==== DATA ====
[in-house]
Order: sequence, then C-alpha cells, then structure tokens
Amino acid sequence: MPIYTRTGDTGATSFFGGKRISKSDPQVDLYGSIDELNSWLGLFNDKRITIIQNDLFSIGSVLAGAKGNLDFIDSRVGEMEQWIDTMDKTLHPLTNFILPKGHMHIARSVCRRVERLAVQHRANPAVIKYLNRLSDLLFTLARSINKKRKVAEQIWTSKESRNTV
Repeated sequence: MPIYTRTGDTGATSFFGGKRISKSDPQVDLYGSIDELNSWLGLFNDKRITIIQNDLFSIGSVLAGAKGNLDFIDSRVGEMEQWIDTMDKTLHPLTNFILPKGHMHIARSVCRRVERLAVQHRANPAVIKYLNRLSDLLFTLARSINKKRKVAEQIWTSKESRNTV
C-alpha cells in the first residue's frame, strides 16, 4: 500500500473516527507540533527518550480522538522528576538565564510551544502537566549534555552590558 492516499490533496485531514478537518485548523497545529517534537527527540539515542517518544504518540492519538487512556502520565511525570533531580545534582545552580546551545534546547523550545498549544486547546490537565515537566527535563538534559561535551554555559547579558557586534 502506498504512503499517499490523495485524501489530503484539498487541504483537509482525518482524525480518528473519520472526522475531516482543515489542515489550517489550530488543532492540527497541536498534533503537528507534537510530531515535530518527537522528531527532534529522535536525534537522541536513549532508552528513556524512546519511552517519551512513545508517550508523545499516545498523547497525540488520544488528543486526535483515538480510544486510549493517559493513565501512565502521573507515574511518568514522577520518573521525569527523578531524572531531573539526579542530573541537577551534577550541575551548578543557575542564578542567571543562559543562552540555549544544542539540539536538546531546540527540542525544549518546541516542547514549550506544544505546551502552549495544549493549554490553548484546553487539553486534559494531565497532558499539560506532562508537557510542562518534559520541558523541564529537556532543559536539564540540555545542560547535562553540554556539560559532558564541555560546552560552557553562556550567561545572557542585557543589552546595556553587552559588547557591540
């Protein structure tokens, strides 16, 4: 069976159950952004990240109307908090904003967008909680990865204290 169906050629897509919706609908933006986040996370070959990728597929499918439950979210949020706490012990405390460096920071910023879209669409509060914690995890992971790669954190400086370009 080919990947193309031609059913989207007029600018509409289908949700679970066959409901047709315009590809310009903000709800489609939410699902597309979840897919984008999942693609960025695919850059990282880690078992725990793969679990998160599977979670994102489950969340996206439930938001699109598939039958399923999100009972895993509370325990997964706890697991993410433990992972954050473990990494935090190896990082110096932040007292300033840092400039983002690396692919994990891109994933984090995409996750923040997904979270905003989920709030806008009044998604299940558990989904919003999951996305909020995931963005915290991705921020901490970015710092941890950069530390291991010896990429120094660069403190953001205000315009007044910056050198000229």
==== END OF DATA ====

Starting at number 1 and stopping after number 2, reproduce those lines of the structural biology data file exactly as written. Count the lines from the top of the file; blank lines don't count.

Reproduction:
[in-house]
Order: sequence, then C-alpha cells, then structure tokens